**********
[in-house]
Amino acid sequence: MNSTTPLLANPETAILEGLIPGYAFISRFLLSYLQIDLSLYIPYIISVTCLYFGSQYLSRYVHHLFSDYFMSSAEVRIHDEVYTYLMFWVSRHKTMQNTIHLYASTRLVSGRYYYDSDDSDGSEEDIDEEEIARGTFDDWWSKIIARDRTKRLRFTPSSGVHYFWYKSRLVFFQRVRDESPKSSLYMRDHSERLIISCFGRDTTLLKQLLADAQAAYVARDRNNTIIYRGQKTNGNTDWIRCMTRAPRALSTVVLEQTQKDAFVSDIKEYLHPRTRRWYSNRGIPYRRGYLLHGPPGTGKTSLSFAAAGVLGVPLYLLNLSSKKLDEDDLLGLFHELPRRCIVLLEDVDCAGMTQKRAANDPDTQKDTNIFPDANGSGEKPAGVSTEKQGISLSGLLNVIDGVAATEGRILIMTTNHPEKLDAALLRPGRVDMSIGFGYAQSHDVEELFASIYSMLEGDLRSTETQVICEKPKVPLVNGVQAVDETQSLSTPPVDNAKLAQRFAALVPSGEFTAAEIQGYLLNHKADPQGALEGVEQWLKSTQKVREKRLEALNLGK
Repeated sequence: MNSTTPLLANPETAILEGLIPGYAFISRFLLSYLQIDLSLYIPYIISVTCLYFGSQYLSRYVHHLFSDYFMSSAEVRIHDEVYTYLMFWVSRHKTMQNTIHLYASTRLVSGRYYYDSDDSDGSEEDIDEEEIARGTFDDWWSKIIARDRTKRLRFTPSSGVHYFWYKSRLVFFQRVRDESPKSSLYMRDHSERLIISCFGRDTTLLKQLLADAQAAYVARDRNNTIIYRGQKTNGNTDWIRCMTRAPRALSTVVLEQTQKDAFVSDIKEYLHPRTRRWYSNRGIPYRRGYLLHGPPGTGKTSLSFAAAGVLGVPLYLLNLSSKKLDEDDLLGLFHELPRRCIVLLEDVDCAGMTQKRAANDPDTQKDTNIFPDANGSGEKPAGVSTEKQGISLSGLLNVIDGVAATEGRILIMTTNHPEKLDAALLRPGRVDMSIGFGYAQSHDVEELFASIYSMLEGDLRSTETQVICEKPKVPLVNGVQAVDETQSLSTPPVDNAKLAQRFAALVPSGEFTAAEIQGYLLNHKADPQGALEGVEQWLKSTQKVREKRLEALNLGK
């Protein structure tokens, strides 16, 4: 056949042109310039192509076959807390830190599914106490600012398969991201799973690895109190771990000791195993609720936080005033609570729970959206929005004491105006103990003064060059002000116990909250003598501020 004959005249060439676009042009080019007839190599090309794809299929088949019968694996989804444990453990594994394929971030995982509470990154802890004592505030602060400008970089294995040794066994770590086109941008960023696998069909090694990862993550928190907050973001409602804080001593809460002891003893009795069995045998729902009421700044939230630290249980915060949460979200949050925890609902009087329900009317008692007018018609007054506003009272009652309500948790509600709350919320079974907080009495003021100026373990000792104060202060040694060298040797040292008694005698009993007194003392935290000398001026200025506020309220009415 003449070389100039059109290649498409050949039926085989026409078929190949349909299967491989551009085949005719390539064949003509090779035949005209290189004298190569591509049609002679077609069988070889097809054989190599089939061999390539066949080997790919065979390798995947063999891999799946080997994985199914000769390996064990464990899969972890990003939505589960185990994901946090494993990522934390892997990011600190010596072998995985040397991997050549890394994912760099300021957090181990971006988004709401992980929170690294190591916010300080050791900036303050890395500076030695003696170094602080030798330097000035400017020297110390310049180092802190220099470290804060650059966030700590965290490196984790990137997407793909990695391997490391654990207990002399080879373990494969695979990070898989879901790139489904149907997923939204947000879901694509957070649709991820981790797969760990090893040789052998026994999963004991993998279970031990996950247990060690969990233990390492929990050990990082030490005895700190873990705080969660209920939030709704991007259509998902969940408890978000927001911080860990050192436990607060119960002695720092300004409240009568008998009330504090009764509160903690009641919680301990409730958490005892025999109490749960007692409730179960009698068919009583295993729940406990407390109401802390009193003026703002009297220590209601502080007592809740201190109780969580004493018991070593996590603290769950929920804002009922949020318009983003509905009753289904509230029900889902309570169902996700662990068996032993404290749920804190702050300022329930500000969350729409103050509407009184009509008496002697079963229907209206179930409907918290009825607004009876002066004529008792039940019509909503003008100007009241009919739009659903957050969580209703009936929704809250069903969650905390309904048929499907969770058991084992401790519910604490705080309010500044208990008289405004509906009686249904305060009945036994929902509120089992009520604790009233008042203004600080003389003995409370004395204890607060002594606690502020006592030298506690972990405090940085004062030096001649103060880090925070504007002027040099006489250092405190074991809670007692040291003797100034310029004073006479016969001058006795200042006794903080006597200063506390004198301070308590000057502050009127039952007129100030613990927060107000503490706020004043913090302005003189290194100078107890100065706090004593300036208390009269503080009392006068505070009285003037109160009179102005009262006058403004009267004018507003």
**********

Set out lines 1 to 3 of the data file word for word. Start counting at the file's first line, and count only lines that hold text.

[in-house]
Amino acid sequence: MNSTTPLLANPETAILEGLIPGYAFISRFLLSYLQIDLSLYIPYIISVTCLYFGSQYLSRYVHHLFSDYFMSSAEVRIHDEVYTYLMFWVSRHKTMQNTIHLYASTRLVSGRYYYDSDDSDGSEEDIDEEEIARGTFDDWWSKIIARDRTKRLRFTPSSGVHYFWYKSRLVFFQRVRDESPKSSLYMRDHSERLIISCFGRDTTLLKQLLADAQAAYVARDRNNTIIYRGQKTNGNTDWIRCMTRAPRALSTVVLEQTQKDAFVSDIKEYLHPRTRRWYSNRGIPYRRGYLLHGPPGTGKTSLSFAAAGVLGVPLYLLNLSSKKLDEDDLLGLFHELPRRCIVLLEDVDCAGMTQKRAANDPDTQKDTNIFPDANGSGEKPAGVSTEKQGISLSGLLNVIDGVAATEGRILIMTTNHPEKLDAALLRPGRVDMSIGFGYAQSHDVEELFASIYSMLEGDLRSTETQVICEKPKVPLVNGVQAVDETQSLSTPPVDNAKLAQRFAALVPSGEFTAAEIQGYLLNHKADPQGALEGVEQWLKSTQKVREKRLEALNLGK
Repeated sequence: MNSTTPLLANPETAILEGLIPGYAFISRFLLSYLQIDLSLYIPYIISVTCLYFGSQYLSRYVHHLFSDYFMSSAEVRIHDEVYTYLMFWVSRHKTMQNTIHLYASTRLVSGRYYYDSDDSDGSEEDIDEEEIARGTFDDWWSKIIARDRTKRLRFTPSSGVHYFWYKSRLVFFQRVRDESPKSSLYMRDHSERLIISCFGRDTTLLKQLLADAQAAYVARDRNNTIIYRGQKTNGNTDWIRCMTRAPRALSTVVLEQTQKDAFVSDIKEYLHPRTRRWYSNRGIPYRRGYLLHGPPGTGKTSLSFAAAGVLGVPLYLLNLSSKKLDEDDLLGLFHELPRRCIVLLEDVDCAGMTQKRAANDPDTQKDTNIFPDANGSGEKPAGVSTEKQGISLSGLLNVIDGVAATEGRILIMTTNHPEKLDAALLRPGRVDMSIGFGYAQSHDVEELFASIYSMLEGDLRSTETQVICEKPKVPLVNGVQAVDETQSLSTPPVDNAKLAQRFAALVPSGEFTAAEIQGYLLNHKADPQGALEGVEQWLKSTQKVREKRLEALNLGK